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Researchers from the University of Chicago Medicine Comprehensive Cancer Center and colleagues in Poland reported promising results from their ongoing ATLAS trial (Lancet Oncol 2023; doi: 10.1016/S1470-2045(22)00738-0).

Multiple Myeloma. Mu... - Click to enlarge in new windowMultiple Myeloma. Multiple Myeloma

The results of this study indicate that maintenance therapy with a combination of three drugs-carfilzomib, lenalidomide, and dexamethasone (KRd)-may improve progression-free survival when compared to the current standard of single-agent lenalidomide treatment in patients with newly diagnosed multiple myeloma who have undergone initial induction treatment followed by autologous stem cell transplantation.


ATLAS Phase III Trial

The ATLAS trial is an investigator-initiated, open-label, randomized, Phase III clinical study conducted at 12 academic and clinical centers in the United States and Poland. Between June 10, 2016, and October 21, 2020, the study enrolled 180 patients who were randomly assigned to receive either KRd or lenalidomide alone. The key eligibility criteria included the completion of transplantation after any initial pre-transplantation therapy with no progression within 12 months from initiation of pre-transplantation therapy.


The KRd arm received either 8 or 36 cycles of KRd treatment based on minimal residual disease (MRD) status-the amount of cancer cells that remain in the body during or after treatment-and the presence or absence of disease risks for progression. Patients who had standard risk disease and achieved MRD-negativity at the end of 6 cycles of KRd maintenance received a total of 8 cycles of KRd followed by lenalidomide maintenance. The remaining patients continued KRd for 36 cycles followed by lenalidomide maintenance.


The primary endpoint of the study was progression-free survival, and the secondary endpoints included MRD-negativity rates, safety, and tolerability. The study was coordinated by the University of Chicago in collaboration with investigators from the Polish Myeloma Consortium led by the first author of the report Dominik Dytfeld, MD, PhD.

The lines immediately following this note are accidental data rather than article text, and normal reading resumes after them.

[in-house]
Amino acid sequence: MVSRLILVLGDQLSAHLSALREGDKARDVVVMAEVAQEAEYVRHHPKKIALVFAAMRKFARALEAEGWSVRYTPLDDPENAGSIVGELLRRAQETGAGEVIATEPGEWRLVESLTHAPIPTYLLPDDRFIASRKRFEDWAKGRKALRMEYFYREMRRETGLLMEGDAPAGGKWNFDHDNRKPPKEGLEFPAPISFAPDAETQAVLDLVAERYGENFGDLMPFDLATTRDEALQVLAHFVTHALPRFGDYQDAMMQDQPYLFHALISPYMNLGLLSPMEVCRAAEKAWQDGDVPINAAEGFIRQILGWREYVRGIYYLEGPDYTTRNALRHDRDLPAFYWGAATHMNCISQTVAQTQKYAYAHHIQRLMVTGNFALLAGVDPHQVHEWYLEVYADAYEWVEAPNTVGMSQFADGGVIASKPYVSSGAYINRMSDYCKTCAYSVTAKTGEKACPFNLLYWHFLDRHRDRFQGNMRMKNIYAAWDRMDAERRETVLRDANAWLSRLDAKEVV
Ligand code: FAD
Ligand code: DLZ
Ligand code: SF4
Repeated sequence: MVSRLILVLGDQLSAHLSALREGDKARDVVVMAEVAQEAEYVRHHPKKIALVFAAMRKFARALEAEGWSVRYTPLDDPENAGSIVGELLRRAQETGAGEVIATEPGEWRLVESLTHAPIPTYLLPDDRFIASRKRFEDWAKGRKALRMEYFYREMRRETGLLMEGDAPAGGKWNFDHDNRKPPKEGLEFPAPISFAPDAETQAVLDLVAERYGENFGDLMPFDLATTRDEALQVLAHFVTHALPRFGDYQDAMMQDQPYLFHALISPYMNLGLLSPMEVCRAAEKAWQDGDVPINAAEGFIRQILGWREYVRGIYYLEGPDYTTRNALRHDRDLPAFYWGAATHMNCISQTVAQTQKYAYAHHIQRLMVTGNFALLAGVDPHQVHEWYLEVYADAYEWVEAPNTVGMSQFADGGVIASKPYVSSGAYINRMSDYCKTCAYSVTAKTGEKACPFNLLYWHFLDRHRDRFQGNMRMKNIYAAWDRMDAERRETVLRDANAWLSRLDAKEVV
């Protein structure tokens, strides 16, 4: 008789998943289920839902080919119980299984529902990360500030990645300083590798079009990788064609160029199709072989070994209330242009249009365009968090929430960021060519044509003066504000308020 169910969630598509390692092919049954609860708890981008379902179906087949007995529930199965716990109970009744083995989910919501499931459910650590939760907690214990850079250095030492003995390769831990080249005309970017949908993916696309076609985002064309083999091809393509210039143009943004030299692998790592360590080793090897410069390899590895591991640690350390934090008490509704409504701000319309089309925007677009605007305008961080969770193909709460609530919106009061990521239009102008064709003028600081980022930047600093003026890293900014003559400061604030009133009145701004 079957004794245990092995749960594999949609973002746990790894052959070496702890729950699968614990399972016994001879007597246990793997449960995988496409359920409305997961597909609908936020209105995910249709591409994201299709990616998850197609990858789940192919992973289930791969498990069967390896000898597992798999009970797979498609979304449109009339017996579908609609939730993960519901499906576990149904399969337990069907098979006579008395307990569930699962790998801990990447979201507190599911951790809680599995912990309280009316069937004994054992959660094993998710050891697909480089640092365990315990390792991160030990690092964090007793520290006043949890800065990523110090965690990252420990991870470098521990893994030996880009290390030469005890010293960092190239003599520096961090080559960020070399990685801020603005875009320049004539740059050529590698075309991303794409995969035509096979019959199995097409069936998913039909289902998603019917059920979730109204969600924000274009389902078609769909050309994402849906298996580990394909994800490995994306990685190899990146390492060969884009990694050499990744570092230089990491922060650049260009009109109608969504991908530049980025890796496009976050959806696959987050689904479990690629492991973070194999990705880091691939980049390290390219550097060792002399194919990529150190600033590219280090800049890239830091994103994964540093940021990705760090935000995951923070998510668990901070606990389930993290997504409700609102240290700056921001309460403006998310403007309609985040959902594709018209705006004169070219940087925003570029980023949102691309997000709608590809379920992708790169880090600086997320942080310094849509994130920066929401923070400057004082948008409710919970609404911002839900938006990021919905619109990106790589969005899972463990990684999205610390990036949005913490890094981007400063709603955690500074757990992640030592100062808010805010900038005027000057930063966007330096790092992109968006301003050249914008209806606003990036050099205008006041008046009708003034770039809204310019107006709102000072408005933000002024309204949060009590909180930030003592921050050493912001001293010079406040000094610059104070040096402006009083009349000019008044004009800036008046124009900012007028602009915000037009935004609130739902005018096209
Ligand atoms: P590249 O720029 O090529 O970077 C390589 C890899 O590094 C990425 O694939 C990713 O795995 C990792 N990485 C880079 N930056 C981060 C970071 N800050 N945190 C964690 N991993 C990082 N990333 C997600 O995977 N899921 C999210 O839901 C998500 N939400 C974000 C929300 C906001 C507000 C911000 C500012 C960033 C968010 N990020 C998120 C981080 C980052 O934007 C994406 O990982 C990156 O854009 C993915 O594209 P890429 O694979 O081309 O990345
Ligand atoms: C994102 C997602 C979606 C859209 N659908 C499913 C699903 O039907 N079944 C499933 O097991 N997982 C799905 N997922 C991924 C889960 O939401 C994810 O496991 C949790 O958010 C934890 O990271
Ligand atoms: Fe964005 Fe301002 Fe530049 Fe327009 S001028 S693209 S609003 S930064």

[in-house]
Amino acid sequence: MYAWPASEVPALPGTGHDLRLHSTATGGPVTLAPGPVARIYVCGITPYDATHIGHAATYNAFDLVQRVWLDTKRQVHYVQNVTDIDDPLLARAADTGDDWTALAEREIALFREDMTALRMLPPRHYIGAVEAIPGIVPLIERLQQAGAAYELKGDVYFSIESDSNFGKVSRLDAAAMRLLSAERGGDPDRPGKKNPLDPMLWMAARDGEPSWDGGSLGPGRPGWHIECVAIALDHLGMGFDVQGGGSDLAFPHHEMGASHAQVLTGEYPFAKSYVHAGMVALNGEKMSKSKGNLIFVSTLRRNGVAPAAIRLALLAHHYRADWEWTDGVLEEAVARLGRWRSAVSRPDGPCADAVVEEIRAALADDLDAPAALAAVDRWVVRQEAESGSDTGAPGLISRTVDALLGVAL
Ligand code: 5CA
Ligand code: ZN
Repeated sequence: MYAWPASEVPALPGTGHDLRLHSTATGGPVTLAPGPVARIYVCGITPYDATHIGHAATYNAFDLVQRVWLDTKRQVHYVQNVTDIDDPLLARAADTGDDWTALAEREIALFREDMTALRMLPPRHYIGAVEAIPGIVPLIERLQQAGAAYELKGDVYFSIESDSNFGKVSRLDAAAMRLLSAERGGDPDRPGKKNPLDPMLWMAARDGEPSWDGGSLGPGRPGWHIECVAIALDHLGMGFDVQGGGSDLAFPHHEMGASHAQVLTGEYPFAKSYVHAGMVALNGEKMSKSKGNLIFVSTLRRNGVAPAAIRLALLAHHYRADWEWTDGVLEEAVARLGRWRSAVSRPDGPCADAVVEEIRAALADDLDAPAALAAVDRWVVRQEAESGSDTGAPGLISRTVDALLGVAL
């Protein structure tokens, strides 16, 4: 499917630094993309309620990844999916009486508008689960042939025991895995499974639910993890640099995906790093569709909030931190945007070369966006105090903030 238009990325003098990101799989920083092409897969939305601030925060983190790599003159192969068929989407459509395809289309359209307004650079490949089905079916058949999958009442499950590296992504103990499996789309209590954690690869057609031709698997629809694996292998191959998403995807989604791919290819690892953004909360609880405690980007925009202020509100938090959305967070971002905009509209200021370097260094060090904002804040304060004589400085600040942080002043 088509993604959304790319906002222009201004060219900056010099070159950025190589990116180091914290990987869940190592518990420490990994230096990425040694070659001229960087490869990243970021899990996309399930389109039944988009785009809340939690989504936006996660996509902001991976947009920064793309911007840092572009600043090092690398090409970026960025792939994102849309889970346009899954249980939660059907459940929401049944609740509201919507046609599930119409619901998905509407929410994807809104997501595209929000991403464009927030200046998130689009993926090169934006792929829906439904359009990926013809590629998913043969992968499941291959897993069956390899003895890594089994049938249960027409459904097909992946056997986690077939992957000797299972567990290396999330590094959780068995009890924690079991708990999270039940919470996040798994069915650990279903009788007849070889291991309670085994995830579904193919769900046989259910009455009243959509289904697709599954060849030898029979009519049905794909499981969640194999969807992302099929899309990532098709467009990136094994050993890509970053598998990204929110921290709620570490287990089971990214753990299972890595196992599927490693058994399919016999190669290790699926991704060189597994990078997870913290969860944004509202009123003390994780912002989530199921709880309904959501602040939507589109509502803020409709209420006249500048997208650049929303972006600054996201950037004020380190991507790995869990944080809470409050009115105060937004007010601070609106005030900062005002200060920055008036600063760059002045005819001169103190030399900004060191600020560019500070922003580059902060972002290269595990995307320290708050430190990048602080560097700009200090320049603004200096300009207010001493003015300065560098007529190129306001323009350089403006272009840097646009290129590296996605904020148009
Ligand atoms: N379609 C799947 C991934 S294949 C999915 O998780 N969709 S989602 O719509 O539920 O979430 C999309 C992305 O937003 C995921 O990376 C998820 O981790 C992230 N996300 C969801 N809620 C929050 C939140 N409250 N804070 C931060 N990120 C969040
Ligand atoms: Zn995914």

After a median follow-up of 33.8 months, median progression-free survival for the KRd arm was 59.1 months compared to 41.6 months for the lenalidomide arm, which represents a 49 percent reduction in the risk of progression or death. This risk reduction was observed despite a shorter duration (8 cycles) of KRd treatment in 44 percent of patients on the KRd arm with standard risk and MRD-negativity after Cycle 6.


The improvement of progression-free survival was associated with a higher rate of MRD-negativity in the KRd arm compared to the lenalidomide arm after 6 cycles (53% vs. 31%). As expected, patients in the KRd-treated arm experienced higher rates of toxicity, but the differences did not translate into higher rates of treatment discontinuation or dose reductions, according to the authors. Based on these results, investigators concluded that MRD- and risk-adapted KRd can be considered as a new option for post-transplant maintenance in newly diagnosed myeloma.


Overall, the efficacy and toxicity results of this study indicate a favorable therapeutic index, making KRd a compelling consideration for post-transplant treatment after autologous stem-cell transplantation, said Andrzej Jakubowiak, MD, PhD, Director of the Myeloma Program at the University of Chicago and overall principal investigator of the ATLAS study.


Some of the limitations of the study included the low number of patients in both arms (which was sufficient to evaluate progression-free survival, the primary endpoint of the study, but not the secondary outcomes), and the interim nature of the published analysis. Longer follow-up of the ATLAS study is required for confirmation of these results and to provide more information on the duration of MRD-negativity in both arms; outcome in the study subsets, including in high-risk patients; as well as on overall tolerability and overall survival, Jakubowiak noted.


Investigators noted that these interim results of the Phase III ATLAS trial are in line with the results of the Phase II FORTE trial published in 2021, where an improvement in progression-free survival in the maintenance phase of the trial was reported with an addition of carfilzomib to lenalidomide in comparison with lenalidomide alone in patients who completed initial therapy with carfilzomib-based induction followed by transplant and consolidation or extended KRd induction with deferred transplant. Post-transplant treatment strategies are currently intensively evaluated in several ongoing randomized trials.